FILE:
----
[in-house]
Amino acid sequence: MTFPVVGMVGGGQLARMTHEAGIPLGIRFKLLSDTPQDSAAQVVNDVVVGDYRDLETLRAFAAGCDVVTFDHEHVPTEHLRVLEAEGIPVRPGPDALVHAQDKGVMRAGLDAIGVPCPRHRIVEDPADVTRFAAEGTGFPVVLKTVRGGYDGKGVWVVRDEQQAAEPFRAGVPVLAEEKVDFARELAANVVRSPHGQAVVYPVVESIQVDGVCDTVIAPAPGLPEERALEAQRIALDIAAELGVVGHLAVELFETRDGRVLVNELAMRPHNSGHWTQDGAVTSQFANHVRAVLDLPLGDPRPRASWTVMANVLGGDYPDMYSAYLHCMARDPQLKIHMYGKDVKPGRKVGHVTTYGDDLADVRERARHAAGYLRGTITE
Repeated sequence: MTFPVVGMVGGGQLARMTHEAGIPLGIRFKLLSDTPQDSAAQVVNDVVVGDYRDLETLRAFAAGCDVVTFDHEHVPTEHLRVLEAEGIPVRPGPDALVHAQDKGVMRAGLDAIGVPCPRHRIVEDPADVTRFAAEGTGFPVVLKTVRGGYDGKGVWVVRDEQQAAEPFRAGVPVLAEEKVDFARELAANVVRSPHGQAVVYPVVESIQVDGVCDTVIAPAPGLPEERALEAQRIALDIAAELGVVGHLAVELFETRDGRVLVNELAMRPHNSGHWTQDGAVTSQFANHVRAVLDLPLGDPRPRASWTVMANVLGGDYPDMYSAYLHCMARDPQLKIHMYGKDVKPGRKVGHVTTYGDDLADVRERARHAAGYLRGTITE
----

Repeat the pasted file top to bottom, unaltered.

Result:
[in-house]
Amino acid sequence: MTFPVVGMVGGGQLARMTHEAGIPLGIRFKLLSDTPQDSAAQVVNDVVVGDYRDLETLRAFAAGCDVVTFDHEHVPTEHLRVLEAEGIPVRPGPDALVHAQDKGVMRAGLDAIGVPCPRHRIVEDPADVTRFAAEGTGFPVVLKTVRGGYDGKGVWVVRDEQQAAEPFRAGVPVLAEEKVDFARELAANVVRSPHGQAVVYPVVESIQVDGVCDTVIAPAPGLPEERALEAQRIALDIAAELGVVGHLAVELFETRDGRVLVNELAMRPHNSGHWTQDGAVTSQFANHVRAVLDLPLGDPRPRASWTVMANVLGGDYPDMYSAYLHCMARDPQLKIHMYGKDVKPGRKVGHVTTYGDDLADVRERARHAAGYLRGTITE
Repeated sequence: MTFPVVGMVGGGQLARMTHEAGIPLGIRFKLLSDTPQDSAAQVVNDVVVGDYRDLETLRAFAAGCDVVTFDHEHVPTEHLRVLEAEGIPVRPGPDALVHAQDKGVMRAGLDAIGVPCPRHRIVEDPADVTRFAAEGTGFPVVLKTVRGGYDGKGVWVVRDEQQAAEPFRAGVPVLAEEKVDFARELAANVVRSPHGQAVVYPVVESIQVDGVCDTVIAPAPGLPEERALEAQRIALDIAAELGVVGHLAVELFETRDGRVLVNELAMRPHNSGHWTQDGAVTSQFANHVRAVLDLPLGDPRPRASWTVMANVLGGDYPDMYSAYLHCMARDPQLKIHMYGKDVKPGRKVGHVTTYGDDLADVRERARHAAGYLRGTITE